Isle Of Man / Ellan Vannin

Isle of Man considers relaxing work permit laws to fill vacancies

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Image caption The government says there are "very high numbers of vacancies" but recruitment processes are slow

A labour shortage on the Isle of Man has prompted the Manx government to reconsider its work permit laws.

A Manx Chamber of Commerce survey in 2016 showed 52% of employers felt excessive bureaucracy "prevented businesses from effective recruitment".

Some said the additional time needed to apply for a work permit had led to the loss of "key candidates".

Proposed changes would "streamline" the system and grant automatic permits for partners of Manx workers.

If approved by Tynwald later this month, a series of seven reforms would be phased in by next January.

'Expanding economy'

The changes listed for debate include introducing a register of exempt professionals and allowing longer permits.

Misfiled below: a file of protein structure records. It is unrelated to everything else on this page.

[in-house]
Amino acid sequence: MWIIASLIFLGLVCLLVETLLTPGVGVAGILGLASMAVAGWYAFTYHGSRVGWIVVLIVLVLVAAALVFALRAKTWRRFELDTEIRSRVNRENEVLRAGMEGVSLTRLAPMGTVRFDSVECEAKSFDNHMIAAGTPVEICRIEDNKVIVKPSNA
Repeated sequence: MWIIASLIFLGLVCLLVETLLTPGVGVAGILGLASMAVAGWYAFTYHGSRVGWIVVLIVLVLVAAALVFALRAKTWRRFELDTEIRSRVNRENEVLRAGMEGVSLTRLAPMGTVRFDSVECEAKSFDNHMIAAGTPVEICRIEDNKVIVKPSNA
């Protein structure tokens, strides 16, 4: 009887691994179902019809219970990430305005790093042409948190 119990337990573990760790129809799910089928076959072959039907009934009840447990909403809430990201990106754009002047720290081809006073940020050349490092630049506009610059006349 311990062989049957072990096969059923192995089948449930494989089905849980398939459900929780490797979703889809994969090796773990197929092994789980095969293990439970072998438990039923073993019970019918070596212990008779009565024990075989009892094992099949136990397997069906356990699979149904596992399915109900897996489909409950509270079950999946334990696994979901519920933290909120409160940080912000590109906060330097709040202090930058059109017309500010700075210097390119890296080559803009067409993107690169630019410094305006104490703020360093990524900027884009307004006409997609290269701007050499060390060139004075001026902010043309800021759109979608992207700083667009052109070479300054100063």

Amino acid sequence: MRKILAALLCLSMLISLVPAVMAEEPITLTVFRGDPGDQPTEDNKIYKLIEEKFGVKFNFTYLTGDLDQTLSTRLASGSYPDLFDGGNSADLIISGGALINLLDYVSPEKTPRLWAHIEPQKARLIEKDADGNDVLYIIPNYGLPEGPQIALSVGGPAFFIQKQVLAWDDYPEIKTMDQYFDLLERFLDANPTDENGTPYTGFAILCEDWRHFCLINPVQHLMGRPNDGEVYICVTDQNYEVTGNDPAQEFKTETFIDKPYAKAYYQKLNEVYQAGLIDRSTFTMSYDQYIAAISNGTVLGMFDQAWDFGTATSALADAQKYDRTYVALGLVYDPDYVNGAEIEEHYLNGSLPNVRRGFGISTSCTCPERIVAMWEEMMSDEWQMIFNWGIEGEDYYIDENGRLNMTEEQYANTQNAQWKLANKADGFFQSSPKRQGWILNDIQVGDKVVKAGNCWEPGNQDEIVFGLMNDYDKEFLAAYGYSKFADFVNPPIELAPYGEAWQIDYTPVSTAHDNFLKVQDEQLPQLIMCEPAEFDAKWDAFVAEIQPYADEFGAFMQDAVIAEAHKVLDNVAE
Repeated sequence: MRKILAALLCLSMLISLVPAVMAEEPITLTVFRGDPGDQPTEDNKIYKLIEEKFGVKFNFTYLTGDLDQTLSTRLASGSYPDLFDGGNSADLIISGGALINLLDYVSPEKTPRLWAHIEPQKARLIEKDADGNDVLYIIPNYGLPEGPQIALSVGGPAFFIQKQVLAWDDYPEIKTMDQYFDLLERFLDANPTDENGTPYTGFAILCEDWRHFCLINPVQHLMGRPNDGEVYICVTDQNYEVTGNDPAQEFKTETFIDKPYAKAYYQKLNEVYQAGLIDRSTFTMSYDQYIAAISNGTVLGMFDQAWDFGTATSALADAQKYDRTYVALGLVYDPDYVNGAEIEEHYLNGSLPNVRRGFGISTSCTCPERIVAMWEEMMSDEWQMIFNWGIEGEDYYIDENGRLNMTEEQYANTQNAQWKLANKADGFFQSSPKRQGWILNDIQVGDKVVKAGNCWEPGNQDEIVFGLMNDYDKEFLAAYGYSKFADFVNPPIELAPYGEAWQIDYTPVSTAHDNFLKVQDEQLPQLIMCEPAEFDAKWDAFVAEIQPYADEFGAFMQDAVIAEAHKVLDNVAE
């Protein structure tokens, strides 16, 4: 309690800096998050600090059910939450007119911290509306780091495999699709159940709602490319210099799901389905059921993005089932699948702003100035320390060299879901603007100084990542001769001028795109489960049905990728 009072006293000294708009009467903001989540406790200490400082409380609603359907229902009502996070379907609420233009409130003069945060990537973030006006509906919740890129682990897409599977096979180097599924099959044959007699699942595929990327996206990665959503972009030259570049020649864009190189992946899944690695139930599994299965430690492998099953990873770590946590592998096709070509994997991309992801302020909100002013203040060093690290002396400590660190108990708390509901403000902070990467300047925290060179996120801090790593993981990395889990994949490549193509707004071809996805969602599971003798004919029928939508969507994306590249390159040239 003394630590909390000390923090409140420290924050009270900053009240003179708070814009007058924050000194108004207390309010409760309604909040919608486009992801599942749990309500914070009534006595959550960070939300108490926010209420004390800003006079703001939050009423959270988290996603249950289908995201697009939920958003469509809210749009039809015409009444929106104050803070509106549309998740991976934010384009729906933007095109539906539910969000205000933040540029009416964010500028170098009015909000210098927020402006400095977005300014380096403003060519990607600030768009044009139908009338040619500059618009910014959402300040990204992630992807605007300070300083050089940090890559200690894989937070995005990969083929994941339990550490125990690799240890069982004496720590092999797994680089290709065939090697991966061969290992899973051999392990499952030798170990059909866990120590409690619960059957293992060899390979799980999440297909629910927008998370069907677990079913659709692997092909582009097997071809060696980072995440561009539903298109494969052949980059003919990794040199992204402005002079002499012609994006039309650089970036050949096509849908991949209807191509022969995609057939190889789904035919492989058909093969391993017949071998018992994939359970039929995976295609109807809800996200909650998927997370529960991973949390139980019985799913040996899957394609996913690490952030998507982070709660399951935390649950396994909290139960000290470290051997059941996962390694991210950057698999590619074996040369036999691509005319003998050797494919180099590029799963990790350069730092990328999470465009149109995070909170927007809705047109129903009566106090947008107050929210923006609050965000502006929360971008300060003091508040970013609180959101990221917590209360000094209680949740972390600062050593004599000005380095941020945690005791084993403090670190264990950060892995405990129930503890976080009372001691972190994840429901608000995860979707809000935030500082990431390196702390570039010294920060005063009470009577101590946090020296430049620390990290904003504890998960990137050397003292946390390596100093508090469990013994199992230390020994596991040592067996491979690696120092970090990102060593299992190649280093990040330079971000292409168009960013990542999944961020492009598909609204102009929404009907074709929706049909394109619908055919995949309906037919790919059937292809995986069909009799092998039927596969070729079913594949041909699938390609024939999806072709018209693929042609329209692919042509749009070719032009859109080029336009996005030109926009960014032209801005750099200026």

A government spokesman said: "The island is facing significant labour shortages across many sectors of the economy and there are very high numbers of vacancies.

"The idea of protecting Manx workers and encouraging people back to the island is still forefront in our minds, but we have an expanding economy and we must move with the times".

In 2013 the Manx government relaxed permit restrictions for secondary school teachers because of an "acute shortage of qualified personnel", and last year it changed the rules for e-gaming companies for the same reason.

Economic Development Minister Laurence Skelly said: "In addition to work permit changes we now need to address the skills gap on the island by growing more local talent."

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